At the same time, the study faces several challenges. The ascertainment of patient readmissions and ED visits is key. Because approximately 20% of readmissions occur to other (non-study) hospitals, and patients may not remember hospitalizations or ED visits, complete determination of utilization will depend on the success of matching patient identification data with OSHPD data.
Rapidly changing telecommunications technology led to technical problems at the beginning of the study. The Ideal Life equipment deployed initially used a modem that required landline telephone service to transmit data. However, a growing number of households no longer have traditional telephone service because they use a subscription or prepaid mobile phone exclusively, or they have bundled television, internet, and telephone service which disrupted landline data transmission. In response, Ideal Life introduced the Pod™, which uses any available cellular signal. Technology issues have led both research staff and Ideal Life representatives to dedicate more time than planned to individual patient trouble-shooting and home visits and increased the number of contacts between the call center nurses and some patients.
This study is taking place during a time of significant change in hospitals’ financial and regulatory environment. Reducing readmissions plays a key role in each of the top three priorities identified by hospital CEOs responding to an annual survey conducted by the American College of Healthcare Executives: financial concerns, patient safety and quality, and implementing health reform . To the extent possible, it will be important to identify other disease management initiatives underway at the participating sites and to assess their effect on both control and intervention patients . We recognize that other initiatives may create an environment that is particularly responsive - or unresponsive - to telemonitoring and patient education.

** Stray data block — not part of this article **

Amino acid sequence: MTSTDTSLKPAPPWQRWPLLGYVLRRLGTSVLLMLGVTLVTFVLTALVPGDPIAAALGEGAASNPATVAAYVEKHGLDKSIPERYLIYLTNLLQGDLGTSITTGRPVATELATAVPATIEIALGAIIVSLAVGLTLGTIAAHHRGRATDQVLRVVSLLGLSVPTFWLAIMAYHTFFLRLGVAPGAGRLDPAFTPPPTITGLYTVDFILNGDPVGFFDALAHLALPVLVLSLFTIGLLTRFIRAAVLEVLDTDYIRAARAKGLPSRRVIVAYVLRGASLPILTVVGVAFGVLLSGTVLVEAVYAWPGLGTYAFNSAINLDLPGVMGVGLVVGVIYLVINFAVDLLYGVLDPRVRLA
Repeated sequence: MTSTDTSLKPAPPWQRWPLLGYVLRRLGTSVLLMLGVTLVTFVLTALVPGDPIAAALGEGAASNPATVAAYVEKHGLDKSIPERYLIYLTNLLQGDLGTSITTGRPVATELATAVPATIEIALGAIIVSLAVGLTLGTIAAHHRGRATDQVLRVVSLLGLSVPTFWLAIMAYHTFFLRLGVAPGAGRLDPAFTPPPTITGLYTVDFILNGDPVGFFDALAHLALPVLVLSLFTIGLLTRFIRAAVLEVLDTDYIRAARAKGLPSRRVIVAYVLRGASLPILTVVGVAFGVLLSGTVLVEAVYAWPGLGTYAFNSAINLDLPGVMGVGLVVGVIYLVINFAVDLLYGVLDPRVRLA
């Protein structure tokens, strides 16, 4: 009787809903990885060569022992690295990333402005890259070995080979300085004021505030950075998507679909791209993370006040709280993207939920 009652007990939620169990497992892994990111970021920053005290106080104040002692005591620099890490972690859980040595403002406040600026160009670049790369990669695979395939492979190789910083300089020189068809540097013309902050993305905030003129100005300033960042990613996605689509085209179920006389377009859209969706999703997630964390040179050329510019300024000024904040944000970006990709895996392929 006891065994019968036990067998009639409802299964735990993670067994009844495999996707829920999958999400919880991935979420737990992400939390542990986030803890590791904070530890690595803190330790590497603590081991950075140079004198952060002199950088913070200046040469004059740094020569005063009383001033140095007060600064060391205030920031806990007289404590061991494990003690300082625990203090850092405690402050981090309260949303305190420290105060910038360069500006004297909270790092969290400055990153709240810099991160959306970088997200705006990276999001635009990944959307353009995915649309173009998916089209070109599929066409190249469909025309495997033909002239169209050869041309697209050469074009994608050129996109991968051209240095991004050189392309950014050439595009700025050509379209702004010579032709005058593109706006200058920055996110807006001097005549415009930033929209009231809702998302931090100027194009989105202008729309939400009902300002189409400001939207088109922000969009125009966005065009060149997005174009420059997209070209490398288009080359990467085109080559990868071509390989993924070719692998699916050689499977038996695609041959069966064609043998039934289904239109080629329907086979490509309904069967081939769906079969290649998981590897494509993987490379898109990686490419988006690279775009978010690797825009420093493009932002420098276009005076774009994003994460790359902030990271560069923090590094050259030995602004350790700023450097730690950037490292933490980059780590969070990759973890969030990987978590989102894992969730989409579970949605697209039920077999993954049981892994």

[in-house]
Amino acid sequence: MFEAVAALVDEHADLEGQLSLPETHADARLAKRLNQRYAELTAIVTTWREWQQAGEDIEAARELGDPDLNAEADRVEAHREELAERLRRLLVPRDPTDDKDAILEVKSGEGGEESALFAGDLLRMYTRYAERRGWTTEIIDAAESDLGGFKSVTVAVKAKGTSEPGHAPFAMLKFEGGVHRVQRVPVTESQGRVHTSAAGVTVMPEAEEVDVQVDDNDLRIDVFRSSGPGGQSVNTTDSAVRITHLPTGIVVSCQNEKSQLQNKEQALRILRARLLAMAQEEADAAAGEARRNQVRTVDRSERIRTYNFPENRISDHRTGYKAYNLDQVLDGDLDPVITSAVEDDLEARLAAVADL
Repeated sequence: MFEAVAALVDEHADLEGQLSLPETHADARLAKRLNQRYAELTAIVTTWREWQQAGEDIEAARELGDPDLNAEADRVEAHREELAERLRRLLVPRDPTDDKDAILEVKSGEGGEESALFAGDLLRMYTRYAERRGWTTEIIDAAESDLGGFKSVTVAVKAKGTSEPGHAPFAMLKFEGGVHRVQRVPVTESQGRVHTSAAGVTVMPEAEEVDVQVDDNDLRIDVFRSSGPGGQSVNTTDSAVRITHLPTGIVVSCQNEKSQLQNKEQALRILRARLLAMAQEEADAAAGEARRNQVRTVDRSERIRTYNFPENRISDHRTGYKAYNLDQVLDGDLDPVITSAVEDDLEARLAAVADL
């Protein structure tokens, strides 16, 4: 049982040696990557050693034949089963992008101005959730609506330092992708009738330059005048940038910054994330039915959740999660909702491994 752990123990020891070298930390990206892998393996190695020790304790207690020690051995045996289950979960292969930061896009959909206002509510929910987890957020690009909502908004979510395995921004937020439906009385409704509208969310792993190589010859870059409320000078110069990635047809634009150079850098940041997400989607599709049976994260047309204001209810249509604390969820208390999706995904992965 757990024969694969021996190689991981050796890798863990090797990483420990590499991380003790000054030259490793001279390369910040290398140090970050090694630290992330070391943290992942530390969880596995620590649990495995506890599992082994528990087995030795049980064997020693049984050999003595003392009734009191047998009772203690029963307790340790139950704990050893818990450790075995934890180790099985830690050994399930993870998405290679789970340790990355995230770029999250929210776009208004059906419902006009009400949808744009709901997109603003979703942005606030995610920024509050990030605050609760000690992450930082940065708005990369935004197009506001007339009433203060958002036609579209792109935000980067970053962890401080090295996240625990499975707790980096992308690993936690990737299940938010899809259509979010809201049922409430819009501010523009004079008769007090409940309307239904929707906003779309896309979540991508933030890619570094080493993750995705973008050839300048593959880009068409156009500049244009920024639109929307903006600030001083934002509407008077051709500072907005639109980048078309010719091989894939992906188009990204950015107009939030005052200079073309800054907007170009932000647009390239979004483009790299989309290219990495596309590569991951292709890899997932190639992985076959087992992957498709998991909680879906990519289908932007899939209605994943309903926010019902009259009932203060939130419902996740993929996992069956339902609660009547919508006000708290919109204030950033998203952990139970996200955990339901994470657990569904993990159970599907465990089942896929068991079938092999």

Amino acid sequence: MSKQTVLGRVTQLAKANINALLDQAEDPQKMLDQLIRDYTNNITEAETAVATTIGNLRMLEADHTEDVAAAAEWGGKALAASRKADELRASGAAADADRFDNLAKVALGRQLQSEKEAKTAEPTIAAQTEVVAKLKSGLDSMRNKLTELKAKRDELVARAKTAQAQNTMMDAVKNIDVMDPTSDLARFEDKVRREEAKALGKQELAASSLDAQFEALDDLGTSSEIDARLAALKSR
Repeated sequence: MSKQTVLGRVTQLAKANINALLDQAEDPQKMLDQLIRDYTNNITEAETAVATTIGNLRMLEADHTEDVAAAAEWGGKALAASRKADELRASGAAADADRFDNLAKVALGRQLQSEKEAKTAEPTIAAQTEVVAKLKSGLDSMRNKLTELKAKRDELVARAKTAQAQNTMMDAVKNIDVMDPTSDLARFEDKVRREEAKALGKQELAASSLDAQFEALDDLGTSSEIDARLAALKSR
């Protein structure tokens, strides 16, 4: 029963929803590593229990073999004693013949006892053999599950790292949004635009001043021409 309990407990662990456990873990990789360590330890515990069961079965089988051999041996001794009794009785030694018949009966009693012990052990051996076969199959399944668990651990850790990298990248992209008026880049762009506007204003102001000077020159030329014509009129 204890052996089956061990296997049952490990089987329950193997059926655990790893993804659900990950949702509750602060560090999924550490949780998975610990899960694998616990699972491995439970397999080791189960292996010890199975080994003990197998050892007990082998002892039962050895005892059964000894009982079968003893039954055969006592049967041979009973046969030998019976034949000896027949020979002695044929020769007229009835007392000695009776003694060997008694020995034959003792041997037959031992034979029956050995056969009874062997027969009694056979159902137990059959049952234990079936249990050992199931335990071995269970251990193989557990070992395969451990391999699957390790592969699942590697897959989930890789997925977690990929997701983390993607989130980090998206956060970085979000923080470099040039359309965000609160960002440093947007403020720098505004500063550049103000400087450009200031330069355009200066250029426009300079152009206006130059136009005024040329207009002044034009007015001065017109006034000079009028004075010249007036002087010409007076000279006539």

Despite our best efforts to recruit a sample that is representative of the target population of older adults with heart failure, our results may have limited generalizability. In particular, our sample will inevitably under-represent some of the highest risk, most vulnerable patients in our communities: those housed long-term in skilled nursing facilities, those without a usual source of medical care, those without insurance or with limited Medicaid coverage, those who require chronic renal dialysis, those with moderate-to-severe cognitive impairment, those who are too functionally impaired to use a scale and a telephone, and immigrants who speak only Asian or other languages not used in the study. However, it may be inevitable that system interventions, such as those studied in BEAT-HF, can only be delivered in certain settings, and must be adapted before they can be delivered in other settings or to other populations.
BEAT-HF is one of the largest randomized controlled trials of a telehealth approach to improving outcomes for patients with heart failure. It incorporates elements of successful care transition programs, combining centralized structured telephone support provided by nurses with home telemonitoring using the latest remote monitoring technology. BEAT-HF is enrolling patients with a wide range of socioeconomic and demographic backgrounds and collecting extensive data on intermediate factors that potentially affect patient adherence. As a result, the study will provide a wealth of information on how different individuals use technology and respond to interventions that are not face-to-face encounters. Once completed, BEAT-HF is poised to serve as an important research resource to understand how best to use telehealth approaches to improve key healthcare processes and outcomes, including care transitions and hospital readmissions, and to set the stage for future comparative effectiveness research on chronic disease management for heart failure.